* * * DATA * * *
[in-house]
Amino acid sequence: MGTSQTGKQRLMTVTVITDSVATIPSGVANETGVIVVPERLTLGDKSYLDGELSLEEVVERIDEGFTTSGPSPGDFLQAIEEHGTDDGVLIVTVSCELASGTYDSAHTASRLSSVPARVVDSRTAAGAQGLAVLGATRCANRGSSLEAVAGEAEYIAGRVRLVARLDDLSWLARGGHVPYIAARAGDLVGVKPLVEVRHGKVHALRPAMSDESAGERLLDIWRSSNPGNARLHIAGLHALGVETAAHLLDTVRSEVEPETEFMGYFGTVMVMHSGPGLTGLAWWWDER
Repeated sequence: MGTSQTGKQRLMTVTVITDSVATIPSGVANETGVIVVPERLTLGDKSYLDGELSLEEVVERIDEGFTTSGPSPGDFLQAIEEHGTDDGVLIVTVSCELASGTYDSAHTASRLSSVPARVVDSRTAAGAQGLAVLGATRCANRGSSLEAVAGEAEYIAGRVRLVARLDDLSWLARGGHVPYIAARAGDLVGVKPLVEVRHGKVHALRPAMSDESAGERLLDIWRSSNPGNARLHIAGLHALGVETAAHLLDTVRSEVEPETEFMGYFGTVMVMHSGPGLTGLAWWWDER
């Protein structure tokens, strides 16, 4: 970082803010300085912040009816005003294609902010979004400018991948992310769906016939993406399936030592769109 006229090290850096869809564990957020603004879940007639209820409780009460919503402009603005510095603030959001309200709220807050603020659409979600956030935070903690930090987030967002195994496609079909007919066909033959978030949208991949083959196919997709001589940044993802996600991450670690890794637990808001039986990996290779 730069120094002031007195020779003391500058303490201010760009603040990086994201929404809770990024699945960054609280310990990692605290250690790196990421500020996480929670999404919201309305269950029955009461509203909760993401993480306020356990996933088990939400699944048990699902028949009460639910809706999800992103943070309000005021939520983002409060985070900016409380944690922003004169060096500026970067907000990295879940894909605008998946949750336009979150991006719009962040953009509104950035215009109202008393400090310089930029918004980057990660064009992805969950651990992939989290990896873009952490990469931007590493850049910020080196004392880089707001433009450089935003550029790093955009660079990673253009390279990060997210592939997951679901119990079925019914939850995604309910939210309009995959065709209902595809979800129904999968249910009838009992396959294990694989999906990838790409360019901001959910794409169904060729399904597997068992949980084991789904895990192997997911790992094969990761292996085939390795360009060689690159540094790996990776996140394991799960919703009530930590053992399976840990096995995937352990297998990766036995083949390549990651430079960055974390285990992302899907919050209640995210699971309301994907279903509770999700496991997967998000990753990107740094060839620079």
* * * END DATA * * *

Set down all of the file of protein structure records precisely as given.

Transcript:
[in-house]
Amino acid sequence: MGTSQTGKQRLMTVTVITDSVATIPSGVANETGVIVVPERLTLGDKSYLDGELSLEEVVERIDEGFTTSGPSPGDFLQAIEEHGTDDGVLIVTVSCELASGTYDSAHTASRLSSVPARVVDSRTAAGAQGLAVLGATRCANRGSSLEAVAGEAEYIAGRVRLVARLDDLSWLARGGHVPYIAARAGDLVGVKPLVEVRHGKVHALRPAMSDESAGERLLDIWRSSNPGNARLHIAGLHALGVETAAHLLDTVRSEVEPETEFMGYFGTVMVMHSGPGLTGLAWWWDER
Repeated sequence: MGTSQTGKQRLMTVTVITDSVATIPSGVANETGVIVVPERLTLGDKSYLDGELSLEEVVERIDEGFTTSGPSPGDFLQAIEEHGTDDGVLIVTVSCELASGTYDSAHTASRLSSVPARVVDSRTAAGAQGLAVLGATRCANRGSSLEAVAGEAEYIAGRVRLVARLDDLSWLARGGHVPYIAARAGDLVGVKPLVEVRHGKVHALRPAMSDESAGERLLDIWRSSNPGNARLHIAGLHALGVETAAHLLDTVRSEVEPETEFMGYFGTVMVMHSGPGLTGLAWWWDER
């Protein structure tokens, strides 16, 4: 970082803010300085912040009816005003294609902010979004400018991948992310769906016939993406399936030592769109 006229090290850096869809564990957020603004879940007639209820409780009460919503402009603005510095603030959001309200709220807050603020659409979600956030935070903690930090987030967002195994496609079909007919066909033959978030949208991949083959196919997709001589940044993802996600991450670690890794637990808001039986990996290779 730069120094002031007195020779003391500058303490201010760009603040990086994201929404809770990024699945960054609280310990990692605290250690790196990421500020996480929670999404919201309305269950029955009461509203909760993401993480306020356990996933088990939400699944048990699902028949009460639910809706999800992103943070309000005021939520983002409060985070900016409380944690922003004169060096500026970067907000990295879940894909605008998946949750336009979150991006719009962040953009509104950035215009109202008393400090310089930029918004980057990660064009992805969950651990992939989290990896873009952490990469931007590493850049910020080196004392880089707001433009450089935003550029790093955009660079990673253009390279990060997210592939997951679901119990079925019914939850995604309910939210309009995959065709209902595809979800129904999968249910009838009992396959294990694989999906990838790409360019901001959910794409169904060729399904597997068992949980084991789904895990192997997911790992094969990761292996085939390795360009060689690159540094790996990776996140394991799960919703009530930590053992399976840990096995995937352990297998990766036995083949390549990651430079960055974390285990992302899907919050209640995210699971309301994907279903509770999700496991997967998000990753990107740094060839620079």